In an interview, State Rep. Gerald Gay (R-Casper), sponsor of a resolution in the Wyoming legislature which would, if passed, amend the state’s constitution to “forbid courts from using international law or sharia law when deciding cases,” said his motivation was “I don’t want our laws having origins in other places, foreign religions or foreign countries.”
When I asked him whether he considered Islam to be a “foreign religion,” Gay hedged: “It’s not that it’s a foreign religion,” he said, “but we do believe very strongly in the separation of church and state which many, many Islamic believers do not believe that to be true. People who believe in shari’ah – shari’ah is church and state under one aegis.”
That, of course, is simply not true; as Haroon Moghul has written here and explained in this bloggingheadstv episode, shari’ah is a process of engaging with sacred texts, an ongoing conversation, not a set of concrete rules or laws that must be followed.
Indeed a federal judge, in issuing a preliminary injunction blocking implementation of a similar ban in Oklahoma, found that the ban itself may very well be a violation of church-state separation. Ruling on a challenge by the Oklahoma chapter of the Council on American Islamic Relations, Judge Vicki Miles-LaGrange wrote:
the amendment conveys an official government message of disapproval and hostility toward [the plaintiff’s] religious beliefs, that sends a clear message he is an outsider, not a full member of the political community, thereby chilling his access to the government and forcing him to curtail his political and religious activities. Further, the Court finds the consequences – the condemnation – that plaintiff believes will result from the amendment are objectively justified. Finally, the Court would note that it would be incomprehensible if, as plaintiff alleges, Oklahoma could condemn the religion of its Muslim citizens, yet one of those
citizens could not defend himself in court against his government’s preferment of other religious views.
That, the judge wrote in her order, would violate the First Amendment prohibition on government establishment of religion.
Gay says he makes all his “governmental decisions based on certain tenants [sic] of the Christian faith.” In response to a questionnaire by the religious right group WyWatch, which endorsed his candidacy and contributed to his campaign, Gay answered the question, “Do you support or oppose using taxpayer monies to extend employee benefits to unmarried partners of government employees?” with “oppose,” and added the additional bonus of, “I oppose co-habitation of all sorts.” He supports an amendment to the U.S. Constitution defining marriage as between one man and one woman. He supports requiring teachers “to present the evidences both supportive of and contradictory to the theory of evolution.” And in response to the question on abortion, he said it should never be allowed, adding, “Life comes from God. Life begins at conception. Abortion is always tantamount to murder.”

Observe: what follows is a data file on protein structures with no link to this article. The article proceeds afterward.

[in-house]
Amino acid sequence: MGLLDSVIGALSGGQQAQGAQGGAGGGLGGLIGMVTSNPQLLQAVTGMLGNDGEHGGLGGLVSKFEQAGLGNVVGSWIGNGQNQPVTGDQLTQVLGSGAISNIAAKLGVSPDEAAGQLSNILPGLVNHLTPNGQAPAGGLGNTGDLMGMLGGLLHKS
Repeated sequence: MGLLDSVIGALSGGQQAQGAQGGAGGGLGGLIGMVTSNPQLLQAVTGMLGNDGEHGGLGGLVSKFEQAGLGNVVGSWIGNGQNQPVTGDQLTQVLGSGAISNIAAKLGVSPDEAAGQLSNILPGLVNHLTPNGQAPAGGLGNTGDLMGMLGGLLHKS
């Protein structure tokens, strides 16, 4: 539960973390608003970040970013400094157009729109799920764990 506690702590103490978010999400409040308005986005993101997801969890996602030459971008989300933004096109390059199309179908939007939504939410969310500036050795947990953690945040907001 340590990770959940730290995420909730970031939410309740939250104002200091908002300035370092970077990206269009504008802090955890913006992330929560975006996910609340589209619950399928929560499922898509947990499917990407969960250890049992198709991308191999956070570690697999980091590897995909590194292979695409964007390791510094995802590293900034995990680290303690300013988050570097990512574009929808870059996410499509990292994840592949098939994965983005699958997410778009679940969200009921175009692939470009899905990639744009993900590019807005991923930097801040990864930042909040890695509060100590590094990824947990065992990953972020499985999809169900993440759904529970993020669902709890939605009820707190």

This from a lawmaker who is worried that a murder defendant in Arizona will claim his was an “honor killing,” leading all of America down the inevitable path to an Islamic theocracy.
WyWatch, on its website, clearly states that it’s “Judeo-Christian values” that should dictate our laws:
The Mission of WyWatch is to promote and support legislation that sustains our constitutional rights, upholds Judeo-Christian values on which the nation was founded, protects innocent life from conception to natural death, preserves the rights of parents to raise and determine the education of their children, and maintains the institution of marriage as being between one man and one woman. WyWatch will actively endeavor to advance legislation that aligns with such ideals, and oppose those actions which may potentially undermine them.
Gay, a retired engineer, worked for oil companies in Saudi Arabia for 12 years and says he’s “experienced [shari’ah] first-hand.” Is the U.S. on the verge of becoming Saudi Arabia, I asked? “Saudi Arabia is a very extreme example of shari’ah and Iran would be another extreme example,” said Gay, “but that’s where we’re going if we defer to the radicals who are at war with us.”
Why doesn’t a red-blooded, tea party Republican like Gay think America can stand up to this, uh, threat? “Americans need to pull their heads out of the sand and realize the threat,” said Gay, continuing with his sandy Arabian metaphors, because “pretty soon you have the camel’s nose under the tent.”
It starts with imposing rules on banking and inheritance, he said, and then relationships and divorces, and “from there on, it becomes a bit of a theocratic nightmare.”
Sort of like forcing schools to teach creationism, opposing all kinds of “co-habitation,” and deeming abortion to be “murder.”